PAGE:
Thanks to my preparations, I was able to snag a couple dozen photos with by tripod-mounted camera, while keeping my eyes on the eclipse. They won't win any awards, but I'm happy to have them.
On to Sydney
After the eclipse, the rest of the cruise was a bit anticlimactic -- three more sea days, three days in New Zealand and arrival in Sydney.
New Zealand was pretty interesting, at least the little bit we saw of it.
"Lord of the Rings" fans know most of the luscious backdrop for the movie trilogy, and the new "Hobbit" trilogy, were filmed here. Several of the ship's shore excursions offered trips to Hobbiton, the rebuilt home of Bilbo and Sam.
But most of "LOTR," including the spectacular battle scenes, was filmed on the mountainous South Island, so we opted for a bus tour to the interior of the North Island.
I've mentioned this tour to a couple of friends since returning and both said, "Oh, Rotorua?" Yup. Rotorua is a bit of a Kiwi tourist trap, but in a good way.
The ancestral home of the Maoris, the Rotorua area is marked by geothermal activity that spawns hot springs, bubbling mud and spewing geysers.
Auckland, New Zealand's capital and largest city (1.4 million population), is a delightful mix of Victorian England and modern culture.
You can BASE jump off the 1,076-foot Sky Tower, the country's tallest manmade structure, admire the scenery from the Sky Lounge or revolving restaurant. Or you can stroll through Victoria Park or Albert Park, just blocks away, for a more grounded experience.
You can charter a yacht or go whale watching from the harbor, but after two weeks at sea, who wants another boat ride?
Two days later, passengers and crew members alike crammed the rails, cameras in hand, as the Millennium approached the Australian coast. Waves crashed on the sheer cliffs on both sides of the entrance to Sydney Harbor, and soon the iconic roof of the Opera House and the Sydney Harbor Bridge came into view. I can't imagine a more glorious way to enter Australia.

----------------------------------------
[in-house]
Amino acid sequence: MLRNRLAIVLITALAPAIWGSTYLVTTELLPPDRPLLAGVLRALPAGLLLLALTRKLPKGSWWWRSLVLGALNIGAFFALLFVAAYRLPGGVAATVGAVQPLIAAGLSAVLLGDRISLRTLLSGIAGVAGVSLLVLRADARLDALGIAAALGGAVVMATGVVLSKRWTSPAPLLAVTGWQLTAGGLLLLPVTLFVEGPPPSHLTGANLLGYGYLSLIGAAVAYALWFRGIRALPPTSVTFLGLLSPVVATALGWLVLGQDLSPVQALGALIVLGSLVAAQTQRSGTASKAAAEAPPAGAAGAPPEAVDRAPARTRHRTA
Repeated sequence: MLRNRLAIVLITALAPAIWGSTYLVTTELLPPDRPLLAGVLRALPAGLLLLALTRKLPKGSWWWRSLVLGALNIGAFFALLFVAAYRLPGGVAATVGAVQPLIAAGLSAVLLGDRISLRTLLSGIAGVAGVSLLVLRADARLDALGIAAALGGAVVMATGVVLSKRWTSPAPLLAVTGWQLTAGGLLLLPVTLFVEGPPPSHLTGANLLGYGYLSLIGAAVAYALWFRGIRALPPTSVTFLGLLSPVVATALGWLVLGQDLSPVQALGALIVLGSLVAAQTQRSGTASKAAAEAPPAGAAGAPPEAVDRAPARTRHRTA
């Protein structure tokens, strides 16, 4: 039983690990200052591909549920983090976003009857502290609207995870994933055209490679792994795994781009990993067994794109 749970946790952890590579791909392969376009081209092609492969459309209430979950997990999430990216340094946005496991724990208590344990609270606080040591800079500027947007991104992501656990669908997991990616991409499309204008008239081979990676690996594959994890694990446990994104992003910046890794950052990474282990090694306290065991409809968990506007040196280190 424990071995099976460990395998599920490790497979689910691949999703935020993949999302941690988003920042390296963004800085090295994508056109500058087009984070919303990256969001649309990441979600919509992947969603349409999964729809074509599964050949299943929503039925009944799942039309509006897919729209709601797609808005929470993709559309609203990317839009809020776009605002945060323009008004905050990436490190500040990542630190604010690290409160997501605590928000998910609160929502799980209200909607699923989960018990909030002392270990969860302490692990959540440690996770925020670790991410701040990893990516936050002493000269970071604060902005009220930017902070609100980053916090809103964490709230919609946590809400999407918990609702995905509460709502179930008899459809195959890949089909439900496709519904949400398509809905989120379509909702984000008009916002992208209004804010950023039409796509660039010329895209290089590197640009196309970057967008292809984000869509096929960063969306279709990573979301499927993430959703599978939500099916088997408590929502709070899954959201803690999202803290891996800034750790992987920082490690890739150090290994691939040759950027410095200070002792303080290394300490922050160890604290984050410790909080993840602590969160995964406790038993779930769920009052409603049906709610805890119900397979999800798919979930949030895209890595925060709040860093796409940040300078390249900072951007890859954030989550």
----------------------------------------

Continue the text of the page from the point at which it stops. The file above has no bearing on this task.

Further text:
Land, at last
As wonderful as the cruise was -- and it was, no question -- to me our week in Sydney was the highlight of our trip. Trust me, if you ever get a chance, go to Sydney.
There's more than enough to keep you busy for a week -- the botanical garden, the aquarium, museums on seemingly every corner, world-class beaches, fine dining. And don't forget the Opera House. We bought ballet tickets months in advance.
A super public transportation system ties everything together. We bought weekly tickets -- about $43 each -- that gave us unlimited access to buses, trains and ferries. I don't think we waited more than 10 minutes to catch a ride. Once you figure out the system, you can go practically anywhere.
One day we rode a fast ferry to Watson's Bay, a popular getaway near the mouth of the harbor where you can munch on fresh fish while admiring the sailboats. Or you can scale the ridge, hike along the oceanfront cliffs and watch waves wash up far below.
Another ferry took us to Manly Beach -- maybe not as well known as Bondi (we went there too), but equally popular among Aussies.
We were warned Darling Harbour was a tourist trap, but the Sea Life Sydney Aquarium was well worth the hefty entrance fee. You can walk through underwater tunnels and watch huge sharks and dugongs -- cousins of the manatee -- swim over your head.
Each night we bused out to our B&B in the Kings Cross suburb, a few miles southeast of city center. When we mentioned the neighborhood to some Aussies on the cruise, they seemed horrified by our choice. They said they'd never go there at night.